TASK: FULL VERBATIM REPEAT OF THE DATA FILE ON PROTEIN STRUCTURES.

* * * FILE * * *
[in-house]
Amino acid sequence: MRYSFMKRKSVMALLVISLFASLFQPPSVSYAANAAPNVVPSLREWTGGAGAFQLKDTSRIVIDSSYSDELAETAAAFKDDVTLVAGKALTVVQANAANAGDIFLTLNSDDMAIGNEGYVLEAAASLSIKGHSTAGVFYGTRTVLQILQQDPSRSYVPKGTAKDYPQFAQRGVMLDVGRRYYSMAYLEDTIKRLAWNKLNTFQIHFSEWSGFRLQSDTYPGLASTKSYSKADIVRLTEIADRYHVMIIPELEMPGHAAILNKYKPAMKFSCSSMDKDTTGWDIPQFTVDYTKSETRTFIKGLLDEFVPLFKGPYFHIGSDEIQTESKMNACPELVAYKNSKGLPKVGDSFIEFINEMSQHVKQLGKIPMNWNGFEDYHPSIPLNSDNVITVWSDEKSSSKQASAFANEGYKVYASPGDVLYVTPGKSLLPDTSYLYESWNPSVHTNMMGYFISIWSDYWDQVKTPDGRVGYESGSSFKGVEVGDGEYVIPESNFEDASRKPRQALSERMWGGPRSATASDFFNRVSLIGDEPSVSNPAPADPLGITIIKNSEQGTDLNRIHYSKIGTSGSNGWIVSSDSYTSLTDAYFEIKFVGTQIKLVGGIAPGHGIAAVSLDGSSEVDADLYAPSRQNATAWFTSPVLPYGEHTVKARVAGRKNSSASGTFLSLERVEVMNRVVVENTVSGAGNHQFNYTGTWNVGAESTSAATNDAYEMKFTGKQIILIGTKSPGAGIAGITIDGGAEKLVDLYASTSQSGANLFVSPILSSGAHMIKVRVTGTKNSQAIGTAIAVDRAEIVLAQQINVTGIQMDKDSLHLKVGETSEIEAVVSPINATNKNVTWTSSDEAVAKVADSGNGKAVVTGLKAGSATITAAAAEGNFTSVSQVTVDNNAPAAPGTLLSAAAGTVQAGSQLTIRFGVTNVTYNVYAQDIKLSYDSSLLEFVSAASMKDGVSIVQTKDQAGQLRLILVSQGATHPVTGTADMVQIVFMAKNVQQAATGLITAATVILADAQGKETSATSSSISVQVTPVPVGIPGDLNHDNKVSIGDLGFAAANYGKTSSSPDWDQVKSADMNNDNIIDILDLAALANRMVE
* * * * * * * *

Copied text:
[in-house]
Amino acid sequence: MRYSFMKRKSVMALLVISLFASLFQPPSVSYAANAAPNVVPSLREWTGGAGAFQLKDTSRIVIDSSYSDELAETAAAFKDDVTLVAGKALTVVQANAANAGDIFLTLNSDDMAIGNEGYVLEAAASLSIKGHSTAGVFYGTRTVLQILQQDPSRSYVPKGTAKDYPQFAQRGVMLDVGRRYYSMAYLEDTIKRLAWNKLNTFQIHFSEWSGFRLQSDTYPGLASTKSYSKADIVRLTEIADRYHVMIIPELEMPGHAAILNKYKPAMKFSCSSMDKDTTGWDIPQFTVDYTKSETRTFIKGLLDEFVPLFKGPYFHIGSDEIQTESKMNACPELVAYKNSKGLPKVGDSFIEFINEMSQHVKQLGKIPMNWNGFEDYHPSIPLNSDNVITVWSDEKSSSKQASAFANEGYKVYASPGDVLYVTPGKSLLPDTSYLYESWNPSVHTNMMGYFISIWSDYWDQVKTPDGRVGYESGSSFKGVEVGDGEYVIPESNFEDASRKPRQALSERMWGGPRSATASDFFNRVSLIGDEPSVSNPAPADPLGITIIKNSEQGTDLNRIHYSKIGTSGSNGWIVSSDSYTSLTDAYFEIKFVGTQIKLVGGIAPGHGIAAVSLDGSSEVDADLYAPSRQNATAWFTSPVLPYGEHTVKARVAGRKNSSASGTFLSLERVEVMNRVVVENTVSGAGNHQFNYTGTWNVGAESTSAATNDAYEMKFTGKQIILIGTKSPGAGIAGITIDGGAEKLVDLYASTSQSGANLFVSPILSSGAHMIKVRVTGTKNSQAIGTAIAVDRAEIVLAQQINVTGIQMDKDSLHLKVGETSEIEAVVSPINATNKNVTWTSSDEAVAKVADSGNGKAVVTGLKAGSATITAAAAEGNFTSVSQVTVDNNAPAAPGTLLSAAAGTVQAGSQLTIRFGVTNVTYNVYAQDIKLSYDSSLLEFVSAASMKDGVSIVQTKDQAGQLRLILVSQGATHPVTGTADMVQIVFMAKNVQQAATGLITAATVILADAQGKETSATSSSISVQVTPVPVGIPGDLNHDNKVSIGDLGFAAANYGKTSSSPDWDQVKSADMNNDNIIDILDLAALANRMVE